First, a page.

In this piece, supported by Knorr, Errington describes her career to date, as well as some of the setbacks she has encountered over the years.
Name: Karen Errington
Job title: Chef-owner of the Rat Inn, Northumberland
How you got there:
Over the years I’ve held various positions in hotels, pubs and in professional sport, running conference facilities and match-day hospitality.
My partner Phil and I gave up our jobs and opened our own bistro in the disused luggage office at Hexham Railway station in 2003.
We renovated the building and installed an open kitchen,with Phil cooking and me doing front of house on my own initially. We featured all local meats and displayed these on a board daily.
At the time, this was quite unusual and even got us talked about on our local radio station. It didn’t even enter our heads that we wouldn’t make money (we were stupid, naive or both).
We opened without any advertising by just simply unlocking the front door one day and, amazingly, people came, which was pretty lucky because we had used all of our savings and only had six weeks to see a profit.
Within a month we’d had a Michelin inspection, which was another big surprise.
I remember asking how they knew we were there and being told they’d overheard some diners at a restaurant in Durham telling some friends about a lovely restaurant in Hexham they’d been to and how good the food was.
We opened in the April and were in the Michelin Guide by autumn. Luck was definitely with us.
The Rat came up in 2007. We had originally wanted a pub and we knew it was a fantastic location so we took it before selling our previous business.
That was a bit scary because we were paying for both and – at that time – there was little or no food trade at the Rat but we knew it had potential as it had done well in the past.
The rest is history. I could talk for hours about the challenges we faced at the start but, in a nutshell, we’ve built on the food trade and turnover has increased year on year.
It’s changed loads in that it’s now a seven-days-a-week food operation with a full kitchen and front-of-house team.
Where you see yourself next:
I would hate to know what I’ll be doing in say five years’ time.
I’ve never been one to plan ahead other than setting short-term goals with what we want to achieve with the pub.
You never know what’s around the corner in this business, things can change so quickly so you have to be adapt but I guess that’s one of the things I love about it and why I’ve done it for so long. Every day is different and brings new challenges.
I baulk at having my time mapped out for me, Phil is the organiser, last year I didn’t even know the dates and flight times for our holiday.
I guess, in general, like most other industry people, I’d like to have a better work-life balance, I also started writing a book a few years ago about our experiences in hospitality – so that’s something I’d definitely like to have time to finish.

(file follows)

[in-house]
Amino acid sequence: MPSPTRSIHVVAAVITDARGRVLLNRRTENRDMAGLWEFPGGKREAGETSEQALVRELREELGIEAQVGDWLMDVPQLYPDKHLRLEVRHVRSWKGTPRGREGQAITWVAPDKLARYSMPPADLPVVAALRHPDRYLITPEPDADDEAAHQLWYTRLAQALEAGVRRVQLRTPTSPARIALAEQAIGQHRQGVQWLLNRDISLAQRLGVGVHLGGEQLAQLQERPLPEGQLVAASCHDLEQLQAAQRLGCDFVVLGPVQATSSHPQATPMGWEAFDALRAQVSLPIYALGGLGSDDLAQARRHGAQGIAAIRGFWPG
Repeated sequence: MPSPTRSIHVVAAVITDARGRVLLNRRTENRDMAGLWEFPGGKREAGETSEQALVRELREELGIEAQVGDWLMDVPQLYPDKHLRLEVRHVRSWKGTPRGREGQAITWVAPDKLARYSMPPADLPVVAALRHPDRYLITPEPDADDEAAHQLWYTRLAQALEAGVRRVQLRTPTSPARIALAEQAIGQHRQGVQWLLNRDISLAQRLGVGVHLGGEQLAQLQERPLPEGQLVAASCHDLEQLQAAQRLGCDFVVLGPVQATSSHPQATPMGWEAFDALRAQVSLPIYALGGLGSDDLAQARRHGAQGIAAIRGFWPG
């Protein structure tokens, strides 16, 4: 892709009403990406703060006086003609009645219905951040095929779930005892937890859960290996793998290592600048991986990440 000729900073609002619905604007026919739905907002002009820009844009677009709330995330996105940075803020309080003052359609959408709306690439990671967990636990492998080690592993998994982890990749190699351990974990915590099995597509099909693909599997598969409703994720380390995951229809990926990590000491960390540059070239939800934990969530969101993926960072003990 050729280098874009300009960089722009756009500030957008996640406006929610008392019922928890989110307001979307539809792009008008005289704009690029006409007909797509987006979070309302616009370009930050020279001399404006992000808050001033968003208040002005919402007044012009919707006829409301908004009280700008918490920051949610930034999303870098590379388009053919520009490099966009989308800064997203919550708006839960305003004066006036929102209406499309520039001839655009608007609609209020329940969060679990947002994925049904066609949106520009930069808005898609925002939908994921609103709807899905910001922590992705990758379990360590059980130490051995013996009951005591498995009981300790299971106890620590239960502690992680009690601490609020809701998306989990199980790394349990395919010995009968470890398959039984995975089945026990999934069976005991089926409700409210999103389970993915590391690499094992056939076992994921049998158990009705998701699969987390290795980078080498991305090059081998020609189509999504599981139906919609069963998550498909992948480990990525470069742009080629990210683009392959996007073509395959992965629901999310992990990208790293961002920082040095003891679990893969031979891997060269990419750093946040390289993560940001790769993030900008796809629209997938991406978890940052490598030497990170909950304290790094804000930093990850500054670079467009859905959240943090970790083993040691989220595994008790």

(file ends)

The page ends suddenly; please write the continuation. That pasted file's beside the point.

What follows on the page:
Biggest issue for women in our trade right now:
Under representation of females working within the industry. I think the industry is still heavily male centric.
It’s getting better but we need to make sure that the diverse number of women working within the food industry in this country are reflected and feature alongside the men that dominate the media, on panels, food committees, as judges and in all aspects of food-related culture in this country.
With the ongoing shortage of chefs, girls should be equally encouraged and have role models to aspire to so that we make cooking a more inclusive career option for both boys and girls.
What, if any, experiences of sexism in the workplace have you encountered?:
I have a few experiences relating to how women are expected to look/dress. Back in the ’90s, I was asked – when starting a new job – to wear clothing that I deemed inappropriate.
I refused but others complied. I have also been asked to submit a photograph when applying for a job.
Everything is so much more politically correct these days compared to when I first started. When asked this question, I had to really think about it as what was acceptable back then is no longer so.
I haven’t suffered any abuse in the workplace though I know from the recent #metoo campaign I’m lucky in that respect – even though I’ve worked in male-dominated environments including kitchens.
Kitchens have improved since those days. Back then it would take a certain kind of woman to deal with the gender bias in most kitchens and the laddish culture.
I did see some bullying –not physical – but you had to be able to stick up for yourself to get by, I do have experience of the gender pay gap in that the person who replaced me when I left one position (a man) was given a significantly higher salary than the one I’d been on.
Your advice to others who want to achieve what you have:
I would say go and work somewhere/for someone good – the best place you can find. Learn as much as you can and think very carefully before embarking on self employment to do it for yourself.
You have to love the job, if you don’t, it’s the worst job in the world. Having said that, someone committed and passionate about hospitality can still progress fairly quickly in this country because it is still, in the main, viewed as a transient trade, not a career choice, by the majority.
So get as much experience as you can and make sure going out alone is right for you – there’s a lot to be said for paid holidays and days off.